The result, published in 2006, was a 199-page list of species,[1]:12–211 arranged taxonomically,[1]:2 and a 46-page index,[1]:213–259 giving both English and scientific names, primarily of genera and families.[1]:10 The taxonomy generally follows the lines set out in the third edition of Howard and Moore's Checklist of Birds of the World.[1]:2 A compact disk bundled with the book contains spreadsheet files that list all 10,068 species and provide additional information on their ranges.[3]


As the authors acknowledged, "Passions about bird names run high."[1]:1 Reviews of the book were generally favorable.[3][6][7][8][9][10][11][12][13][14] Ted Floyd, editor of Birding magazine, called the book "[a] very valuable resource."[15] S.N.G. Howell called the work a "handy little book" and "a good starting point [which] deserves serious consideration by persons interested in communicating" about birds, although the review mentions the inconsistency between this list and the AOU's names.[16] Rick Wright, while acknowledging that "[c]onsistency is a slippery goal," called the list "a spectacularly useful resource for anyone who writes, reads, or thinks about birds outside of his or her own region" and concluded that "the committee and the editors are to be congratulated for producing a useful and useable (sic) work."[3]

However, the American Ornithologists' Union (AOU) castigated the authors for not using the AOU's guidelines and policies, particularly in the treatment of hyphens. The AOU argued that "hyphens in compound group names indicate relationships and separate the members of the groups from less closely related forms," stating as examples that the hyphen in "Whistling-Ducks" distinguishes this bird from other ducks and the hyphen in "Storm-Petrels" separates it from other petrels in the family Procellariidae.[17] The authors felt the need to respond.[18] They pointed out that hyphens are not used in this fashion in fields such as herpetology and suggested that "well-intentioned hyphenation practices misrepresent phylogenetic relationships too often to be helpful." They repeated their recommendation that hyphens should be used "sparingly," and urged their fellow ornithologists to "work together to simplify the use of hyphens as one small step towards improved standardization of English bird names."[19] Capitalization presented another dispute, and still has not reached a uniform resolution.[20]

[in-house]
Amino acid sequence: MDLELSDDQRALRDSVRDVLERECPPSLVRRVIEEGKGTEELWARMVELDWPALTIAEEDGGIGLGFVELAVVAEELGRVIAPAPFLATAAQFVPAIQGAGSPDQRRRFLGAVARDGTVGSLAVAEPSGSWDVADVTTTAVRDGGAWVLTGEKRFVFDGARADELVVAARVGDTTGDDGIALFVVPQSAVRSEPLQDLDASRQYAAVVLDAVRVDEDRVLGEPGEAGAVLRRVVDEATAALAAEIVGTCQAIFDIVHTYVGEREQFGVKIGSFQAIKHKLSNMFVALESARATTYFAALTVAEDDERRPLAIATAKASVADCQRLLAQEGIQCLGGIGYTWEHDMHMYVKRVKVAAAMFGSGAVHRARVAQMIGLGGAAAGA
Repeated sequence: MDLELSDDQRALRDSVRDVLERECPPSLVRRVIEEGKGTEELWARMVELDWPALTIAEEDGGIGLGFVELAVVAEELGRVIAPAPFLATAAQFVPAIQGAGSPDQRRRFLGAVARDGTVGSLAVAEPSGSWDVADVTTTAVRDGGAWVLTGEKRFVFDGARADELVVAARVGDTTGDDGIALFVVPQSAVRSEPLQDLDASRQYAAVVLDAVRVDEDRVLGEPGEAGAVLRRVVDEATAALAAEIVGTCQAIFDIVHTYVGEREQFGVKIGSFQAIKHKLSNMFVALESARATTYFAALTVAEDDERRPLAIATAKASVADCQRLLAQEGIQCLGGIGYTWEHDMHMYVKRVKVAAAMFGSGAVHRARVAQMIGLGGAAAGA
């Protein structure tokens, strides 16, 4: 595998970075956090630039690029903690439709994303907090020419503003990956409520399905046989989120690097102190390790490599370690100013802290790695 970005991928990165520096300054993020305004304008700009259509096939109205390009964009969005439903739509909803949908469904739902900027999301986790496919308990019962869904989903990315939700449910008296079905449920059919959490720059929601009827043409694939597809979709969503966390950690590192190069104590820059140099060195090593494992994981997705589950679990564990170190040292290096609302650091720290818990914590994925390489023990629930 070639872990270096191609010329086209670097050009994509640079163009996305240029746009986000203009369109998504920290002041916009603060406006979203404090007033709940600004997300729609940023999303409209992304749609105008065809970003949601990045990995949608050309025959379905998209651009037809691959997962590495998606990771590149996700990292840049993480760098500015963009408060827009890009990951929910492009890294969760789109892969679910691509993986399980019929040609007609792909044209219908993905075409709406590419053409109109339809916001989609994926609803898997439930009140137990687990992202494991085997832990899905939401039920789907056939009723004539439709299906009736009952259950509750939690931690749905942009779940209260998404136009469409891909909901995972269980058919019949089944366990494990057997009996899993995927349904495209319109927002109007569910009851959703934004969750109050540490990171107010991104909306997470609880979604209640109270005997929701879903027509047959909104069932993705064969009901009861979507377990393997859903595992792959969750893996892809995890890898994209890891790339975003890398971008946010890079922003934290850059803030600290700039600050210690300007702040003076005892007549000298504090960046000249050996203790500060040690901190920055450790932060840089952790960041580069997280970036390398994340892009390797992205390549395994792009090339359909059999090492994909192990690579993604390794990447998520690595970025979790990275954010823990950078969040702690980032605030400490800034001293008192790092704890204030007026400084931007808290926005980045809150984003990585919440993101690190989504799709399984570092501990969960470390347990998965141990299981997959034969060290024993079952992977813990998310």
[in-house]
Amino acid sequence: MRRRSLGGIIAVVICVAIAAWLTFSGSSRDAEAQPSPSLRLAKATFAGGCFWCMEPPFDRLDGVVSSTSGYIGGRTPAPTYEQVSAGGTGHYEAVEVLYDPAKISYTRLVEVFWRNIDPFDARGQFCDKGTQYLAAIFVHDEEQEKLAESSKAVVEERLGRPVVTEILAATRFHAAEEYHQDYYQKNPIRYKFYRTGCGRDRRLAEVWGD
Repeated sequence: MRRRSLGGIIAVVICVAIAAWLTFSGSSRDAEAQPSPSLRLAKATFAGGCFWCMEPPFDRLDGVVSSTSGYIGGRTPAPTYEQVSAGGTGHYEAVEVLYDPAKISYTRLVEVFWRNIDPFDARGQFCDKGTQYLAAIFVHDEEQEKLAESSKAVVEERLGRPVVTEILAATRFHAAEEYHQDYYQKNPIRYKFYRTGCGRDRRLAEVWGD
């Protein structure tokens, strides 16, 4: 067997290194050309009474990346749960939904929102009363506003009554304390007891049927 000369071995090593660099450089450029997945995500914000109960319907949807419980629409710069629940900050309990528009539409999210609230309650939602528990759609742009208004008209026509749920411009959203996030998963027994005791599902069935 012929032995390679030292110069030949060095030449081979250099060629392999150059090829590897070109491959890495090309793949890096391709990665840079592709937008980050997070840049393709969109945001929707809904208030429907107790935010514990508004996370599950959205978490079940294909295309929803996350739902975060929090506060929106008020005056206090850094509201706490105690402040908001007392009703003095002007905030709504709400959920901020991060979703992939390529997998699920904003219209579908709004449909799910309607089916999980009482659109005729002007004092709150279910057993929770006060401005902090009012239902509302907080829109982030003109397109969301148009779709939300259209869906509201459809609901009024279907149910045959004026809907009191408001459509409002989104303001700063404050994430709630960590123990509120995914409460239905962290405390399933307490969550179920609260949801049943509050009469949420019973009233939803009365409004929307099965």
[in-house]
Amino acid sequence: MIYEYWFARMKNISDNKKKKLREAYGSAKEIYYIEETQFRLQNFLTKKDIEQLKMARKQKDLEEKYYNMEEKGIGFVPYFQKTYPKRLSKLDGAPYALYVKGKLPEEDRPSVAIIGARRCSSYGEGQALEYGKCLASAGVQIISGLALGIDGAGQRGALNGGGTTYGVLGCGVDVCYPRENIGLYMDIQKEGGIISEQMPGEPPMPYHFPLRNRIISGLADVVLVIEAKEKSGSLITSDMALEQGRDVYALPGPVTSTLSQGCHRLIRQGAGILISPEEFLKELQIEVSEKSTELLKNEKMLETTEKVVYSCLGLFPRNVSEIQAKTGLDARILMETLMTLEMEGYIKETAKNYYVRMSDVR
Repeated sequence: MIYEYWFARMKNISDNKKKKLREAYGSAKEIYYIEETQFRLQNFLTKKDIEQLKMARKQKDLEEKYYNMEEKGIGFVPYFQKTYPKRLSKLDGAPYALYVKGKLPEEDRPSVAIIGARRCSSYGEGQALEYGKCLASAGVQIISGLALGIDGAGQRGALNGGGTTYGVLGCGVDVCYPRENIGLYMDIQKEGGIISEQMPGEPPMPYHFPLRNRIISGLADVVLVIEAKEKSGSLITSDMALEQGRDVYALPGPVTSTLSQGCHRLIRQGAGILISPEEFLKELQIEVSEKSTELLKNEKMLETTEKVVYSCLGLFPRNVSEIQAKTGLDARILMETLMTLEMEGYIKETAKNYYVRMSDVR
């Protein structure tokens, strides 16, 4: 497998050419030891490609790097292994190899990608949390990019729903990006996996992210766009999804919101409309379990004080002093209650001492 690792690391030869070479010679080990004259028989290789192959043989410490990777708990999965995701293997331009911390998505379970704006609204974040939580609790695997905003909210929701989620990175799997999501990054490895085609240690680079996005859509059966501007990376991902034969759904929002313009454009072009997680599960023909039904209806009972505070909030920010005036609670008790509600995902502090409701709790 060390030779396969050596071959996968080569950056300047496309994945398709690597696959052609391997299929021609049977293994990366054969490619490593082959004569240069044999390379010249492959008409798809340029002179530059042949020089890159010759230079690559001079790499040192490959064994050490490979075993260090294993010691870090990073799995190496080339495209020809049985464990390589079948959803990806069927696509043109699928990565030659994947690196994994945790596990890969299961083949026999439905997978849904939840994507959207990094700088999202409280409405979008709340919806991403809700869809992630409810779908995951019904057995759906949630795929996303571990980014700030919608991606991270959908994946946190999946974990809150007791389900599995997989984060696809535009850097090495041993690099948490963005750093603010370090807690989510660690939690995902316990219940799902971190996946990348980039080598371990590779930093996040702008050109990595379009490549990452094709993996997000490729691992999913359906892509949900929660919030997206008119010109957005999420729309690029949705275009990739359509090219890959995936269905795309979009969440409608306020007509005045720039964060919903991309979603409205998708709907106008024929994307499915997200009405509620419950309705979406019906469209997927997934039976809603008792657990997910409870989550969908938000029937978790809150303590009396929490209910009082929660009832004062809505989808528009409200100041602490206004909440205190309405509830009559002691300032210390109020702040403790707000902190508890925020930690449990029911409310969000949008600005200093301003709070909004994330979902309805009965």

Impact and legacyEdit

The book sold well, but it quickly became apparent that revisions would be needed, particularly as new species were described. Although the authors stressed that their work was "a first edition",[1]:11 in 2009, the IOC decided not to supplement the book with a revised print edition. Instead, the list of English names is now published electronically on the IOC World Bird List website.[21] A page on the website tabulates the spread of the list.[22]


  1. ^ a b c d e f g h i j k l m n o p q Gill, Frank, and Minturn Wright, Birds of the World: Recommended English Names; Princeton University Press, 2006.
  2. ^ a b c d Burger, Alan E., "Birds of the World: Recommended English Names", Marine Ornithology 35:86 (2007).
  3. ^ a b c d Wright, Rick, Gill and Wright, Birds of the World: Recommended English Names Archived June 14, 2010, at the Wayback Machine, Birding New Jersey, Aug. 28, 2006; accessed 2012.03.11.
  4. ^ Devillers, P. & Ouellet, H. 1993. Noms français des oiseaux du monde avec les équivalents latins et anglais. Sainte-Foy, Quebec, and Chabaud, Bayonne, France: Éditions MultiMondes. 452 pp.
  5. ^ Bernis, F. 1995. Diccionario de nombres vernaculos de aves. Madrid: Editorial Gredos. 232 pp.
  6. ^ Bauers, Sandy, "To decide bird names, authors had to wrestle with loons", The Philadelphia Inquirer, September 10, 2006: "a Solomonlike endeavor".
  7. ^ Speaking Out Archived 2009-03-05 at the Wayback Machine, Audubon Science News, Fall 2006, p.5: “developed by leading ornithologists worldwide and endorsed by members of the preeminent International Ornithological Congress”.
  8. ^ Cheke, A., Birds of the World: Recommended English Names. Ibis 149(2):429-431 (2007).
  9. ^ Gustafson, M., Birds of the World: Recommended English Names. Wilson Journal of Ornithology 119:322-323 (2007).
  10. ^ Kaestner, P., Birds of the World: Recommended English Names. Birding 39(3):84-88 (2007).
  11. ^ Pearson. D., Birds of the World: Recommended English Names. Bull. African Bird Club 14(2):232-233 (2007).
  12. ^ Smith, M., Birds of the World: Recommended English Names. Birding 39(3):88-94 (2007).
  13. ^ Thomas, R., Birds of the World: Recommended English Names. BirdingAsia 7:15-16 (2007).
  14. ^ Gauntlett, F.M., Birds of the World: Recommended English Names. British Birds 101:264-268 (2008).
  15. ^ Floyd, Ted, Book Description: Birds of the World: Recommended English Names, on, July 31, 2006; accessed 2013.01.31.
  16. ^ Howell, S.N.G., Birds of the World: Recommended English Names Archived April 13, 2013, at the Wayback Machine; Western Birds 37:239-240 (2006).
  17. ^ Committee on Classification and Nomenclature of Birds (North and Middle America) policy on English names of birds, [1], The Auk 124(4):1472 (2007): "The AOU Committee has unanimously rejected the proposal to adopt the IOC guidelines and spelling rules for English names of North American birds. We will continue to follow the guidelines and policies outlined in the 6th and 7th editions of the Check-list of North American Birds."
  18. ^ Frank B. Gill, Stephen M. Russell, and Minturn T. Wright III, "Hyphenated Bird Names: A Response To The American Ornithologists' Union's Rejection Of International Ornithological Congress Guidelines" The Auk, 125(4):986–986, October 2008.
  19. ^ Frank B. Gill, Minturn T. Wright, III, Sally B. Conyne, Robert Kirk, "On hyphens and phylogeny Archived October 25, 2012, at the Wayback Machine"; The Wilson Journal of Ornithology 121(3):652(4), September 1, 2009.
  20. ^ Martha Harbison, Case History: The long and torturous tale of how a style guide came to be. Audubon, June 25, 2014.
  21. ^ Gill, F., & D. Donsker (Eds.), IOC World Bird Names (v. 3.3). Available at; accessed 2013.01.31.
  22. ^ IOC World Bird List, Adoptions & Applications; accessed 2013.01.31.

External linksEdit